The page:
Judges refuse to declare Messer hostile witness

Prosecutor says former Olmert aide lied in court and to the police.

March 30, 2011 03:36
2 minute read.
Uri Messer

Uri Messer 311. (photo credit: YAAKOV LAPPIN)


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The Jerusalem District Court refused on Tuesday to accept the request of the prosecution in former Prime Minister Ehud Olmert’s corruption trial to declare Olmert’s longtime friend and former lawyer Uri Messer a hostile witness.

The prosecuting lawyer from the Jerusalem District Attorney’s Office, Uri Korb, requested that Messer be declared hostile after a week of him testifying in the Investment Center case.

Korb said Messer’s testimony in the courtroom was vastly different than the statements he had made to police investigators, characterizing it as a “developing version,” based on “intentional lies.”

Korb said Messer lied when he took the stand, and also lied when he was questioned by the police.

“He began by stating that he remembered certain events taking place, and now he’s saying that he believes that was the case. It may seem like a small difference, but it is deeply meaningful and shows a pattern,” Korb said.

Messer's attorneys, Shimon Dolan and Dror Matityahu, responded to the allegations against him, saying that “Messer gave his version of the case before the courts based on fact, gave them according to the best of his memory and will continue to do so. His evidence is clear and balanced that does not contradict past statements, and we therefore regret the prosecution’s chosen position.”

Olmert’s communications adviser Amir Dan said, “The prosecution has a technique that they keep using again and again. When they call up a witness whose testimony does not perfectly fit with the narrative that the prosecution is trying to establish, they immediately call them a hostile witness. It’s time that the prosecution understand that the actual facts, as they occurred, are also an option, and not only the made-up stories that appear in the charge sheet.”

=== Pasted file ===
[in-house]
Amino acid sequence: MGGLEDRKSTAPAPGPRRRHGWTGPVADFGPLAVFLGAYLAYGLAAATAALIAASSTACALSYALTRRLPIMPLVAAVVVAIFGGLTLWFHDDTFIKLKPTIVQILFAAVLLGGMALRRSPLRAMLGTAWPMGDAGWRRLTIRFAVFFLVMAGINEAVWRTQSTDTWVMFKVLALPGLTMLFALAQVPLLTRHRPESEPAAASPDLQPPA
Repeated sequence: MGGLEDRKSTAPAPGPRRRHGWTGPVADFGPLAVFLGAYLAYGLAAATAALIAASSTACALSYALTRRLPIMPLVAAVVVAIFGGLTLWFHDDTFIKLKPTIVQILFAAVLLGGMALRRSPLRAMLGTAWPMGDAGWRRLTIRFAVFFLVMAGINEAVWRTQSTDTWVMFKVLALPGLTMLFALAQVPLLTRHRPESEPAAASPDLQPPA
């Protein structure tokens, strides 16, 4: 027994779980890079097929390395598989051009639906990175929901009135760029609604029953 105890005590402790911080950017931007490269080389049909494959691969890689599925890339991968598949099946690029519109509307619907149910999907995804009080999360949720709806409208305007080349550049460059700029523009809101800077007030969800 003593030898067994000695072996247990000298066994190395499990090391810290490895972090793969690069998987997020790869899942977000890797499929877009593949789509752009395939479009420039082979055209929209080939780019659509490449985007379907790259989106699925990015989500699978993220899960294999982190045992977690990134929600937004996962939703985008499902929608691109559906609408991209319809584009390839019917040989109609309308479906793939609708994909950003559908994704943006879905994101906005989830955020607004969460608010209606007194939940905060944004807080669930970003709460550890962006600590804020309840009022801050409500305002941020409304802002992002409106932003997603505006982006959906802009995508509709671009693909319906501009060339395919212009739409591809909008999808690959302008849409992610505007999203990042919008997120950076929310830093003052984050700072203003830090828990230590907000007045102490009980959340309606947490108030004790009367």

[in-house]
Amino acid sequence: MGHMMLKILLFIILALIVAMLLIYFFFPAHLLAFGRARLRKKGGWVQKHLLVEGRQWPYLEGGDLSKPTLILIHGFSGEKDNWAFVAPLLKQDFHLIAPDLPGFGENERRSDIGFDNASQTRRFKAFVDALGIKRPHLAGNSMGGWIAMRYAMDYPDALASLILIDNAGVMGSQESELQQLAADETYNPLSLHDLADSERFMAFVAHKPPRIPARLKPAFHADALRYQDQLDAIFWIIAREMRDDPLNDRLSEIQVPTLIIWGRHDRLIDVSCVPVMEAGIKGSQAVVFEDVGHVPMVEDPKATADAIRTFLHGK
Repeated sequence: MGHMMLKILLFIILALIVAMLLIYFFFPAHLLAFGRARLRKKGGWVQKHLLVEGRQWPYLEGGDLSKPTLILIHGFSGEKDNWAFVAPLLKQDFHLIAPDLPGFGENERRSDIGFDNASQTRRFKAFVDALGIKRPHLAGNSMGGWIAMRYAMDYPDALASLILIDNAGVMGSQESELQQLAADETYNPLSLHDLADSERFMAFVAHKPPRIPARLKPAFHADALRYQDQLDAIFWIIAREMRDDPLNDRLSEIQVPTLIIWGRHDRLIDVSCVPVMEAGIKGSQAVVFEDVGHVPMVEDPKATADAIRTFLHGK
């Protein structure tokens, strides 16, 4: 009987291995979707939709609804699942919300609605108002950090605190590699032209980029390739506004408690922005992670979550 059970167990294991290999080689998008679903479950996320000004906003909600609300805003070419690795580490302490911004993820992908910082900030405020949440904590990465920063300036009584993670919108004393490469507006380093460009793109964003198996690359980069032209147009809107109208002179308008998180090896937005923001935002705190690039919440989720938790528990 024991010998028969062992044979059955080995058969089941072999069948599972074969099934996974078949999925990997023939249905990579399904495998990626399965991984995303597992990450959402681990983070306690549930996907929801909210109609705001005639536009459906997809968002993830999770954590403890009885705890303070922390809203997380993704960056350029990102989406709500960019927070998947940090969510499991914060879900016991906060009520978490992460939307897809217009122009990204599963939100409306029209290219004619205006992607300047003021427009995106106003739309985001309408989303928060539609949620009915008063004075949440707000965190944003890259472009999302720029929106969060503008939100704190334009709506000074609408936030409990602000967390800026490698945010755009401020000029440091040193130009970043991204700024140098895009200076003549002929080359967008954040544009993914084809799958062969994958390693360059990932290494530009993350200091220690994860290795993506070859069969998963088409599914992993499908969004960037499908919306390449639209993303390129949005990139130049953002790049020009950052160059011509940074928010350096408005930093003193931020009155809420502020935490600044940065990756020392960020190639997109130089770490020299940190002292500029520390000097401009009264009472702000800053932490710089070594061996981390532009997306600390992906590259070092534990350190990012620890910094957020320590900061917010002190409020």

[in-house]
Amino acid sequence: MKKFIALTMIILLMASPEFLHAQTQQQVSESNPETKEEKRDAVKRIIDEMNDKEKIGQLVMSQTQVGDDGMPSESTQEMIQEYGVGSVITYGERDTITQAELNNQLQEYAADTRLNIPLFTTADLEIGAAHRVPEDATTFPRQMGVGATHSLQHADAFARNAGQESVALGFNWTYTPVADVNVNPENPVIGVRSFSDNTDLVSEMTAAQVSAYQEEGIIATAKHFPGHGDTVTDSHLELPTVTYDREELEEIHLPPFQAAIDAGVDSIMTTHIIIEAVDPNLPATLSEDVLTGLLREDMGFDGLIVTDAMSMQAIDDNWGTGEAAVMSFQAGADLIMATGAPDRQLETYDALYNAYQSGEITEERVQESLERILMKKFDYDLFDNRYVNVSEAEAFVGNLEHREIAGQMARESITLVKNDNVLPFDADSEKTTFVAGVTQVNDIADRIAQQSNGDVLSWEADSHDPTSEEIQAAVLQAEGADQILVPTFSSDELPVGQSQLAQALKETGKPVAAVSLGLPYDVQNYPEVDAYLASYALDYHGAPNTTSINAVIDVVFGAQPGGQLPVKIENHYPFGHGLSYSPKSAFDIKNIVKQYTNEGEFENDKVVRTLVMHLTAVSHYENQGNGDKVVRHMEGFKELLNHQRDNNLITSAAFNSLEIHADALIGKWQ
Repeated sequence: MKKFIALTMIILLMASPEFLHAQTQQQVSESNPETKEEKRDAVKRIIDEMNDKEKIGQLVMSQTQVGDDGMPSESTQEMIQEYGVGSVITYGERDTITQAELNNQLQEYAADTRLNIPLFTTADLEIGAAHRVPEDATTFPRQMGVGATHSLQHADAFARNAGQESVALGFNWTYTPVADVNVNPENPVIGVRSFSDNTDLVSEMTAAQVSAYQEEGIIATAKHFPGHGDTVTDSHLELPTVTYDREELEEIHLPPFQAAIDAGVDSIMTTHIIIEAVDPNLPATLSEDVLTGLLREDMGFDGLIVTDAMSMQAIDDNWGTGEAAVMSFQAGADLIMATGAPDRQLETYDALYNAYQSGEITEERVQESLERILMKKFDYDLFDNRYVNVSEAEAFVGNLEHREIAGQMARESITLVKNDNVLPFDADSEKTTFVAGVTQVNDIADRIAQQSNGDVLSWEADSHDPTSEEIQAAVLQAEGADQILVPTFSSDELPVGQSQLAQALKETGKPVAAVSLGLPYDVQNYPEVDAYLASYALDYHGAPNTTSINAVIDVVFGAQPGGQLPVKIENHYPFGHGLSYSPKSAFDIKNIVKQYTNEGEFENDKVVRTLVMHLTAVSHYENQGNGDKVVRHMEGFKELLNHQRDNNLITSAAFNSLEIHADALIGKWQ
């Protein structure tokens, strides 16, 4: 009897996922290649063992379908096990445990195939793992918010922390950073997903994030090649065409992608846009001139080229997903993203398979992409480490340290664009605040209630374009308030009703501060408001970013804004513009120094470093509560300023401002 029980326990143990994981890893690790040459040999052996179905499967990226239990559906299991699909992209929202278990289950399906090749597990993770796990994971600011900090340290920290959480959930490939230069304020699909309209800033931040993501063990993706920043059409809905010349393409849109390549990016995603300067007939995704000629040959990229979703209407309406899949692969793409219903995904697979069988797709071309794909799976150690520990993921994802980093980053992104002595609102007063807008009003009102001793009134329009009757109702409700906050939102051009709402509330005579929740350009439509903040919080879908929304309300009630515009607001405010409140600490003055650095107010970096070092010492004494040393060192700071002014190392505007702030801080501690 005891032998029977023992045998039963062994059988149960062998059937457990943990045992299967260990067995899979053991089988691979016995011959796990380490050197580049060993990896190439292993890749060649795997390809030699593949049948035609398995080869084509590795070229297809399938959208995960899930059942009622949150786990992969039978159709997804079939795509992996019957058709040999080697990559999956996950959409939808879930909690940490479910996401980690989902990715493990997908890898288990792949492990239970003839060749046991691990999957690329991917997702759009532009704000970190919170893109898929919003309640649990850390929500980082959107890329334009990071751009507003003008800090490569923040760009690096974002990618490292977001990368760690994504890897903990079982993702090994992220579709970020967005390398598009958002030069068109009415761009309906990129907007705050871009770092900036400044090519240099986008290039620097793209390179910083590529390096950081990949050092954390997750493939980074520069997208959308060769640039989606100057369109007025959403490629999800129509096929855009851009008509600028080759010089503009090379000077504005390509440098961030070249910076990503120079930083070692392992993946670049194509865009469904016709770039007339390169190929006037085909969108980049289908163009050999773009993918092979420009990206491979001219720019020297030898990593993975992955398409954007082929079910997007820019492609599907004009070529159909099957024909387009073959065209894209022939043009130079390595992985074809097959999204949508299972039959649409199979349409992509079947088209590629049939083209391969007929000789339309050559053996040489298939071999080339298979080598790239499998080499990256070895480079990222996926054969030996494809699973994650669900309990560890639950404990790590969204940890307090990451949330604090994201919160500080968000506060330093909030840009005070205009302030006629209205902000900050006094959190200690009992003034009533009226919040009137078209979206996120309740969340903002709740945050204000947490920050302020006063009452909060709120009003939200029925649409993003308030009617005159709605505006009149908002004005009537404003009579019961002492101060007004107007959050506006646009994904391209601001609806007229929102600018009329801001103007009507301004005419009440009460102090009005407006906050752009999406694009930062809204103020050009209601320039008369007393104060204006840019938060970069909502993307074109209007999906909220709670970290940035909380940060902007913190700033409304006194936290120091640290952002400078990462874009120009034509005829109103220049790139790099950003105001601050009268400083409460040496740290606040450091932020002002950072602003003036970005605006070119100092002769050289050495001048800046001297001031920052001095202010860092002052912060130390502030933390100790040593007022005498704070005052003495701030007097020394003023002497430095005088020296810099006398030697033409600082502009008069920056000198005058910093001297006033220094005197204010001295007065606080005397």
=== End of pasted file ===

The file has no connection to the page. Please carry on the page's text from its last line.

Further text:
Olmert allegedly granted favors to Messer, who, in statements last week in court, said that he helped Olmert “without compensation,” and that he simply held Olmert’s funds – at times amounts reaching hundreds of thousands of shekels – in trust.

Dan had said that according to Messer’s statements, it was proven that “there was no secret cashbox, as has been claimed.”

Earlier Tuesday, Messer said that one of the witnesses for the prosecution, former head of the Industry, Trade, and Labor Ministry's Investment Center, Shmuel Mordechai, should be prosecuted as a hostile witness after he threatened to take revenge on the former prime minister.

“After he left, Mordechai sent me messages [saying] that he still had a score to settle with Olmert – and testified to that under oath,” Messer told the court.

While the judges ruled out declaring him hostile at the time of the request – a move that would mean that they rely more heavily on his testimony to the police – the issue will be revisited when Messer takes the witness stand again on Thursday.

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